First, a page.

The Litigation

So the MIC asked a federal court for a declaratory judgment that the state law was invalid and an injunction against state enforcement. The MIC argued that the law was preempted by PPACA under the Supremacy Clause of the United States Constitution, which states that the constitution and federal laws are “the supreme law of the land; in other words, when there is a conflict been state and federal law, the federal law preempts,  or takes precedence over, the state law.

At the hearing, the DIFP argued that an insurer’s failure to comply with section 376.1199 constitutes unlawful misrepresentation, concealment and suppression of material facts about the rights of policyholders. DIFP expected to obtain civil penalties and the costs of investigations from insurers who violated the law, and it would not waive the accrual of penalties while the litigation continued—notwithstanding its inability to present any argument that could support a ruling that the federal law did not preempt the state law.

Judge Audrey Fleissig granted a temporary restraining order barring state officials from taking any action to enforce the law. But Missouri hasn’t given up. The state recently asked the court to transfer venue, to move the case from the federal court in St, Louis to the one in Jefferson City, the state capital.  The court denied the request in accordance with basic procedural rules.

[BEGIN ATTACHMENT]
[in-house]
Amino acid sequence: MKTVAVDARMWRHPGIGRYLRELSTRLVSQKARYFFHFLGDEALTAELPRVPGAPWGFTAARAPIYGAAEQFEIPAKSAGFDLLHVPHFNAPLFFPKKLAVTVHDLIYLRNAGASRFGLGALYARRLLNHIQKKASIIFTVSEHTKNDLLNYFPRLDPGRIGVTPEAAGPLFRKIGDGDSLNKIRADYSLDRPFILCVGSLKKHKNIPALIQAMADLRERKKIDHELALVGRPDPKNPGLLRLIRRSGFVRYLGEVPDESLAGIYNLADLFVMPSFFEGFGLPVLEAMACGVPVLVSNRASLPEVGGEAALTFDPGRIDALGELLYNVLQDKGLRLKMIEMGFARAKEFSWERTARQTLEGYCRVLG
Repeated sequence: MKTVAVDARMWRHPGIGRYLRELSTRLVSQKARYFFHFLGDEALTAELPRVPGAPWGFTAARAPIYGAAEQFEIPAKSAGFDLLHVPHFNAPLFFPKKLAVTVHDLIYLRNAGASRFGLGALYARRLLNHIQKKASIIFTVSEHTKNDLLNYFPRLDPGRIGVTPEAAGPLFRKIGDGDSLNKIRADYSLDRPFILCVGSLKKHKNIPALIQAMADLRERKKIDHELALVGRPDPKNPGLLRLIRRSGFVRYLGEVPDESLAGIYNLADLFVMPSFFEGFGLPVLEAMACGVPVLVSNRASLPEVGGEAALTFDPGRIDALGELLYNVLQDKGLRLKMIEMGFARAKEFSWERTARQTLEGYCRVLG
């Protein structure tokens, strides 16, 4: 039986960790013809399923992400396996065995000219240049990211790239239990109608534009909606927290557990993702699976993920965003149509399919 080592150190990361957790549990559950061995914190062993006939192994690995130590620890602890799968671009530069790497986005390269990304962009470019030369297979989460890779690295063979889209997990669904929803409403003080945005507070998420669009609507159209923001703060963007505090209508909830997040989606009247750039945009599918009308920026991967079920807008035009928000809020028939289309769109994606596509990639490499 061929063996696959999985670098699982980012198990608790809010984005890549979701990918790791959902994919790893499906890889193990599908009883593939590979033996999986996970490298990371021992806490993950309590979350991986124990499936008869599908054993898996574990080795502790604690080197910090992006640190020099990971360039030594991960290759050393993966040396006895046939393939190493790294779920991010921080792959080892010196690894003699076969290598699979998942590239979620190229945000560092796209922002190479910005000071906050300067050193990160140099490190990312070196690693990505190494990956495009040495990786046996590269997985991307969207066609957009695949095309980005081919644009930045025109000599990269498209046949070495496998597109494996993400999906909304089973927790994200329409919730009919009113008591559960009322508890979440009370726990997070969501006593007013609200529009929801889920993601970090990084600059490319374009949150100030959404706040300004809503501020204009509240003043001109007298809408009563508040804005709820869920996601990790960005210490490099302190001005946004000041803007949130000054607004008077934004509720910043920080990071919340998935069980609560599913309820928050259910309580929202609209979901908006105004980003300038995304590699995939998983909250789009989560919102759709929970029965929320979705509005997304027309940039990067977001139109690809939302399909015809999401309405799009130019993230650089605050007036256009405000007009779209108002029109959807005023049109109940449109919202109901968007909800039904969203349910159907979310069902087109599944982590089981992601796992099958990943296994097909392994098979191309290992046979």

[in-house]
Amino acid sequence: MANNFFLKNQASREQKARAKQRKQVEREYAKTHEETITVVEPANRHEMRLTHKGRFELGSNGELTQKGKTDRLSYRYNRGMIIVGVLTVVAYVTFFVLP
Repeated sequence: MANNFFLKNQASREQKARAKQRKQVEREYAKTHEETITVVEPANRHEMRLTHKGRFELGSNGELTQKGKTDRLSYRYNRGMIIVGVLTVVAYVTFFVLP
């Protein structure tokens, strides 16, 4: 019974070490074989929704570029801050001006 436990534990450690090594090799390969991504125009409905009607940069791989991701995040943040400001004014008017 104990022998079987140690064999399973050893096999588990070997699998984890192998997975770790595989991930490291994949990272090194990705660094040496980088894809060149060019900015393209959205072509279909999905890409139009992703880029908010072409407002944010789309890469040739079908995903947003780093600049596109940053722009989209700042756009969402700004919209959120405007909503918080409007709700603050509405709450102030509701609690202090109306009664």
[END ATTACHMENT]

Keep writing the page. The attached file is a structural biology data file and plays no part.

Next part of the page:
[Editor’s Note: A White Paper on state mandates for coverage of contraception will be released this spring.]

MedPAC Suggests Reforming Medicare’s Benefit Design With Focus on Beneficiary Cost Sharing

Congress should direct that the Medicare fee-for-service (FFS) benefit have an out-of-pocket (OOP) maximum, according to Glenn Hackbarth, chairman of the Medicare Payment Advisory Commission (MedPAC) in testimony before the House Ways and Means Committee on February 26, 2013. Because the current FFS benefit does not have a limit on the amount of beneficiaries’ cost sharing, he said, a small percentage of Medicare beneficiaries incur very high levels of cost sharing each year. This change would be one part of a benefit design that also would include an additional charge on supplemental insurance as well as replacing coinsurance with copayments that may vary by type of service and provider.